Understanding the Issues
The CRUK Beatson Institute operates in a sector that relies heavily on highly skilled scientific researchers and those wishing to train in this area. In the UK the number of women working in Science, Technology, Engineering and Mathematics (STEM) occupations has risen by 2% in the past year to 24% of the STEM workforce, that is just over 1 million women working in STEM roles (WISE Annual Report 2019/20).
We have previously noted that of those women who start out in a scientific research career as a Postdoc, many subsequently fail to transition into an independent Principal Investigator (PI) position and either leave science completely or do not continue to pursue a research career. One of the main reasons for this is, we believe, the need for more certainty and support when starting a family. In recent years, a small number of female Postdoctoral Researchers at the Institute have taken maternity leave and we have been able to support their return to work through extension of their temporary contracts. This has been well received, however there is more work to be done to encourage more flexible working for Postdoctoral Researchers. There seems to be a reluctance to requesting more flexible or part-time working patterns amongst such staff and we believe that being able to achieve a better work-life balance might encourage female Postdoctoral Scientists to remain in science and as a consequence achieve their potential and more independent research positions.
This is the fourth year that the Institute has reported its gender diversity and we can see that in 2020 pay gender differentials have increased despite our best efforts over the past 3 years to reduce them – the reasons for this are highlighted on Page 2 – What is behind our Gender Pay Gap? Our ability to address these issues in 2020/21 has been limited, due to the COVID-19 epidemic and a cut in our budgets. We did not offer any pay awards in 2020 and we will continue to be limited financially in 2021. In 2020, we did increase our balance of female to male Postdoctoral Researchers, with two thirds of newly appointed Postdocs being female.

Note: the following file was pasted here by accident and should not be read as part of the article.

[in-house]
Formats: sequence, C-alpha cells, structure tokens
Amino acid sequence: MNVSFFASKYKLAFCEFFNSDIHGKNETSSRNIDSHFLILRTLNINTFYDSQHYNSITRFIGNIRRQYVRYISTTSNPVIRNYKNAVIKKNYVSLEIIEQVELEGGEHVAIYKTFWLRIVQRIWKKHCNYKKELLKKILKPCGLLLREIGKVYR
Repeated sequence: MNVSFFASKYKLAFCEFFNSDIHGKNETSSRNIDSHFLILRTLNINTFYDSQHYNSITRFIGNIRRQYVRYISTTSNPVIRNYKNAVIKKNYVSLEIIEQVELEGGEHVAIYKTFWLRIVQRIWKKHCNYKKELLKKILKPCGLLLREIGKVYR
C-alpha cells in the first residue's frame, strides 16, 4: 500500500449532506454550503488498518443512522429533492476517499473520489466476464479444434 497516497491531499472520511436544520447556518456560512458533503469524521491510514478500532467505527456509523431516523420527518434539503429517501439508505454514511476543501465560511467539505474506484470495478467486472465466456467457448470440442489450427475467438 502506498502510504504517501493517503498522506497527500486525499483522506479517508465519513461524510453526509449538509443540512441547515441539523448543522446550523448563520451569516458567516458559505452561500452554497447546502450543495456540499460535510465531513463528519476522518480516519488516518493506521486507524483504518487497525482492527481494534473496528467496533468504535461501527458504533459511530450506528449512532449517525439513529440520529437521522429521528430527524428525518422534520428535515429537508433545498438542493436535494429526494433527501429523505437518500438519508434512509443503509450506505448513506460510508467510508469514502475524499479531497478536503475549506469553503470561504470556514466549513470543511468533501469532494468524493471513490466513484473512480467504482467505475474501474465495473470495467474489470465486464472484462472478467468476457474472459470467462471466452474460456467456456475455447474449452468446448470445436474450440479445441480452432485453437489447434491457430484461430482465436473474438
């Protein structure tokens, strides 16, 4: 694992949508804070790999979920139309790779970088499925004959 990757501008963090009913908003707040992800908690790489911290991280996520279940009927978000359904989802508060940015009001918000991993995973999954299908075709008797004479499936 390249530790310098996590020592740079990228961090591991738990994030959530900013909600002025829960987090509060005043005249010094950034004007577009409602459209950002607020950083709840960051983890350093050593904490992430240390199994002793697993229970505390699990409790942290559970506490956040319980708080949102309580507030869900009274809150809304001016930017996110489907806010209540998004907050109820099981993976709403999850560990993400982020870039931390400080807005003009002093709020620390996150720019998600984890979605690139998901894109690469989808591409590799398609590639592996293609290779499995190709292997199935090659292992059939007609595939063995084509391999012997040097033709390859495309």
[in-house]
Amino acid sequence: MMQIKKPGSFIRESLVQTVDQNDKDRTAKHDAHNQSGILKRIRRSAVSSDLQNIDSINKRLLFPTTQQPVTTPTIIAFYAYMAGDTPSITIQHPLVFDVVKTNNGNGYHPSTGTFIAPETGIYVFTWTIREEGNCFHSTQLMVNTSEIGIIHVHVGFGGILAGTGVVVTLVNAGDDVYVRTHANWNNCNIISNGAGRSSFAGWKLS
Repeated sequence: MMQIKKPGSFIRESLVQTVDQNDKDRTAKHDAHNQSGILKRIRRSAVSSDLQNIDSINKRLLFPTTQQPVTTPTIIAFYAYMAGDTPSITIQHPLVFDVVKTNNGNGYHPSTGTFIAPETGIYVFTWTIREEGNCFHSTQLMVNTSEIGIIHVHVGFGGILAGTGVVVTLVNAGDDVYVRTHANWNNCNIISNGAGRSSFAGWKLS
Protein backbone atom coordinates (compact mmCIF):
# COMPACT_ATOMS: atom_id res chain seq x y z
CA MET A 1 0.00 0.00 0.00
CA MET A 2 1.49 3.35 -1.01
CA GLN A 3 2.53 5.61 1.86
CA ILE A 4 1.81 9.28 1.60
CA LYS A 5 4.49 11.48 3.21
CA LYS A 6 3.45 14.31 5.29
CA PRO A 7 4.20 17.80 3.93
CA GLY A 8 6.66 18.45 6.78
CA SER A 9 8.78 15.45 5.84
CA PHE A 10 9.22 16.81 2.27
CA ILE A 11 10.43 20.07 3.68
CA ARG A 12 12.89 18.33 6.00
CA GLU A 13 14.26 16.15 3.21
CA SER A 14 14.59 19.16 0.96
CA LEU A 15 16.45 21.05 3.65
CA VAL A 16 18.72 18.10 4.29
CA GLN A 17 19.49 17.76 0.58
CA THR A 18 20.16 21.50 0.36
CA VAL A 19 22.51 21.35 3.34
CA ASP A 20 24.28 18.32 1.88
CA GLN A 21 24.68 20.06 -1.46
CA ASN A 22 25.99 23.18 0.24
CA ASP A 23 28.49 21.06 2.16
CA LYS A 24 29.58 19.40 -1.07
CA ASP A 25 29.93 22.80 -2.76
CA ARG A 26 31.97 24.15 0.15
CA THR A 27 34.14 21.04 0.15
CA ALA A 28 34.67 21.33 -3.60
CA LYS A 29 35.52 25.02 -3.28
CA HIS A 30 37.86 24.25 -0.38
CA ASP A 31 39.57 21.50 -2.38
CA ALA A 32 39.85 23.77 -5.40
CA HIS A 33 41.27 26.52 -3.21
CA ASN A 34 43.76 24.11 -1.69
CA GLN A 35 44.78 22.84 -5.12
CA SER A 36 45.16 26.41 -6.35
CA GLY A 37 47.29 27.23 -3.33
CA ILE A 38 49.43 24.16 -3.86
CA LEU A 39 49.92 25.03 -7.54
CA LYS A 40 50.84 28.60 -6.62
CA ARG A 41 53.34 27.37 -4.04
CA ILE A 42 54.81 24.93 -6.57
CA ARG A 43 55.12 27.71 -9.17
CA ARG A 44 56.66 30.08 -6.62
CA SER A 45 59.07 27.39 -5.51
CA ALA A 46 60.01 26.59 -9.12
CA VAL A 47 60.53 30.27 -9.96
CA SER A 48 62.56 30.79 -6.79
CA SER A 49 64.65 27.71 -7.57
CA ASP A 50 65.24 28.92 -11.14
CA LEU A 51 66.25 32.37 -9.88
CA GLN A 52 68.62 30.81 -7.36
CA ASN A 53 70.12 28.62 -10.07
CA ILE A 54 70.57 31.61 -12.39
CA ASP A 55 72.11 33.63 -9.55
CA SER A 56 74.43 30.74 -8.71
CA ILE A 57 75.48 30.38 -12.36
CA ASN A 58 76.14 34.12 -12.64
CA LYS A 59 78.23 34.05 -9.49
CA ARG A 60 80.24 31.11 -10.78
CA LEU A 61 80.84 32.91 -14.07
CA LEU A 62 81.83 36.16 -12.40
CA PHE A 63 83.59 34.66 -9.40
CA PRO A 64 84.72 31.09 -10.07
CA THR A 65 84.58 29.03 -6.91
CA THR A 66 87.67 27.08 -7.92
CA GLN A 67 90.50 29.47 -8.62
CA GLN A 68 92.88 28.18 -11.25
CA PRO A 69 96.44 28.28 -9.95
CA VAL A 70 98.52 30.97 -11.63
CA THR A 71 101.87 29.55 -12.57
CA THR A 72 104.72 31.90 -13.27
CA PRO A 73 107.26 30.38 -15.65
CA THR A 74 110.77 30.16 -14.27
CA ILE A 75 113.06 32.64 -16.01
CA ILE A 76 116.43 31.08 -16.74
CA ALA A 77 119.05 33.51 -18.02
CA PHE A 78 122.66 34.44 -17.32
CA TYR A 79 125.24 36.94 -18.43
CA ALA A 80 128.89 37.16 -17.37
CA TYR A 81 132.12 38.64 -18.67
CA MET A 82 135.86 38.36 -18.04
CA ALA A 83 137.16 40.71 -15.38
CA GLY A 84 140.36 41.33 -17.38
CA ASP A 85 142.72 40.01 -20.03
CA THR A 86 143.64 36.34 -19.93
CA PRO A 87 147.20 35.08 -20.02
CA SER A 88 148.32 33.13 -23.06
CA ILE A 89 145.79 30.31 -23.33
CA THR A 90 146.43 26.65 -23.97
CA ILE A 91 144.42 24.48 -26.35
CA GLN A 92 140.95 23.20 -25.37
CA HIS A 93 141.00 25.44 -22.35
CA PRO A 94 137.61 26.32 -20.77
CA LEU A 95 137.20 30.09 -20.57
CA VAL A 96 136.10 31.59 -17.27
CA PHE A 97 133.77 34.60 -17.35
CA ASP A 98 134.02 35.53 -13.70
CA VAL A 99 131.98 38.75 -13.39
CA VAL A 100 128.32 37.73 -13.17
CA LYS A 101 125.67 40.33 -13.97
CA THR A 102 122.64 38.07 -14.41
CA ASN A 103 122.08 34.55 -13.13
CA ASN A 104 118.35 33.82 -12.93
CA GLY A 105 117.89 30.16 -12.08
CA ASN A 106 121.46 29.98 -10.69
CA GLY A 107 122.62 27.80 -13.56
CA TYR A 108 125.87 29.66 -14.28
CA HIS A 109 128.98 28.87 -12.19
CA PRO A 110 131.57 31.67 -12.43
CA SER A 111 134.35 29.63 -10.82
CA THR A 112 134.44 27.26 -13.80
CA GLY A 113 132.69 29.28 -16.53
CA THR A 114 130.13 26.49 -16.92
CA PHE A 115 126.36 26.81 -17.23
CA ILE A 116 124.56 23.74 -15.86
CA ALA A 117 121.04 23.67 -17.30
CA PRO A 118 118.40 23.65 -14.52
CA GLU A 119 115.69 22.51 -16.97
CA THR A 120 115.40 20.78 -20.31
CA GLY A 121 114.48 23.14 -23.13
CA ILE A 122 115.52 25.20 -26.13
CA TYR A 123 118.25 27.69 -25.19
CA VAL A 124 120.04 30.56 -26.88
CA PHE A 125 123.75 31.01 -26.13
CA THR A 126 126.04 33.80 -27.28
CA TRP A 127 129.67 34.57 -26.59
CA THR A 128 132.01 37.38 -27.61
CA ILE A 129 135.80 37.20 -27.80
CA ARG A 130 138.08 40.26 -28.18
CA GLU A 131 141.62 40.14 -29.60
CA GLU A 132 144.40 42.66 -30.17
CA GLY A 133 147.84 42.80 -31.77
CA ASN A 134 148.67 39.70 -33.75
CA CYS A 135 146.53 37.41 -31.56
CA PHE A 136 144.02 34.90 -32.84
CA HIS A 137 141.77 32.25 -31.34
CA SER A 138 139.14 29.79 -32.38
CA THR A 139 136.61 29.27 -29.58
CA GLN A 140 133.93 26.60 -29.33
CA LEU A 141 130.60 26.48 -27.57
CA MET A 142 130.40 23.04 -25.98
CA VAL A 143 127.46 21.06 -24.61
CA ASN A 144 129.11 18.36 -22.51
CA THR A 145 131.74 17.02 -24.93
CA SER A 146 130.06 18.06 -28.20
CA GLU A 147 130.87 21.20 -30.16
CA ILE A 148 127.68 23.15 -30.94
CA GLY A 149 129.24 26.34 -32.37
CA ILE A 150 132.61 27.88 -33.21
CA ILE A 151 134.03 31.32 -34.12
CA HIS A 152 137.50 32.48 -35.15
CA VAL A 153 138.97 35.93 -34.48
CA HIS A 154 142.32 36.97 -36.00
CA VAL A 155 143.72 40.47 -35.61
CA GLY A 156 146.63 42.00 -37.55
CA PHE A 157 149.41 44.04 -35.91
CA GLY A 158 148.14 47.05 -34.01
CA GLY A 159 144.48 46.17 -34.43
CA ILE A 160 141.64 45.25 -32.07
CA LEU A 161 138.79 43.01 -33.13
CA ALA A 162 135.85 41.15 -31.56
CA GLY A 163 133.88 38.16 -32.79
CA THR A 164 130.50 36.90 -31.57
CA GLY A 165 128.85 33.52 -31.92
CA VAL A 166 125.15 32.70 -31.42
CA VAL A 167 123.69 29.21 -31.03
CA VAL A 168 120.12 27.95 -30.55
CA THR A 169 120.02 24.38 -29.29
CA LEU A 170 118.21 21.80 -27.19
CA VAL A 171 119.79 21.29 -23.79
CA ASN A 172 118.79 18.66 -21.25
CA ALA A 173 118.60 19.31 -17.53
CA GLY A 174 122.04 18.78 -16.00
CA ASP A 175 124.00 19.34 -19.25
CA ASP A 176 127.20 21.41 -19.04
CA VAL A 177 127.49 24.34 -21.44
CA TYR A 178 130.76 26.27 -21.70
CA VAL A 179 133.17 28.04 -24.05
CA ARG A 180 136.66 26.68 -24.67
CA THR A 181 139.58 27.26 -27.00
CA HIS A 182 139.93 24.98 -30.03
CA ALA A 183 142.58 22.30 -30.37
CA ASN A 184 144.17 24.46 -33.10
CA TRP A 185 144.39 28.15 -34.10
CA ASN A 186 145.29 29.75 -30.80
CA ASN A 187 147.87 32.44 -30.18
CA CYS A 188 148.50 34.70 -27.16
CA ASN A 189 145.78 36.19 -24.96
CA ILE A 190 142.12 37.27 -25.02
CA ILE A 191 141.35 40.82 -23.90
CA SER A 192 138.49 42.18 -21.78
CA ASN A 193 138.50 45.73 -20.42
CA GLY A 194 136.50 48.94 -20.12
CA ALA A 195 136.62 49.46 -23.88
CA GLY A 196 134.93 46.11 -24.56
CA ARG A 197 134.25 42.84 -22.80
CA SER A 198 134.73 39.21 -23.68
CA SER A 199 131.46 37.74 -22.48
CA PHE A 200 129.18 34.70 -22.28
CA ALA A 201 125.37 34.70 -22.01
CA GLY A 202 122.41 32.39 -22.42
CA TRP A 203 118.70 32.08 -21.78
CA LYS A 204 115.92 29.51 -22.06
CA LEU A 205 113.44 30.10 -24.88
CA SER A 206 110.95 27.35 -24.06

Areas for improvement
- We will conduct another detailed review of our grades to identify where any pay gender issues exist and take what financial measures we can to address these.
- We will continue to breakdown attitudes to flexible working patterns for more senior scientific researchers.
- We will continue to review our senior level recruitment practices and aim for 50% female applicant shortlists.
- We will report more widely with respect to Equality, Diversity and Inclusion by collating the necessary data, identifying gaps and initiating an action plan to ensure equity in our recruitment, retention and development practices. We believe this will be part of a cultural shift at this Institute, which will encompass bridging our gender pay gap.
Increasing diversity is the right thing to do. It is a fundamental aspect of encouraging equal opportunities for all. Through increased diversity we will be better able to conduct innovative and world-leading cancer research in support of Cancer Research UK's ambition of 3 in 4 people surviving their cancer by 2034.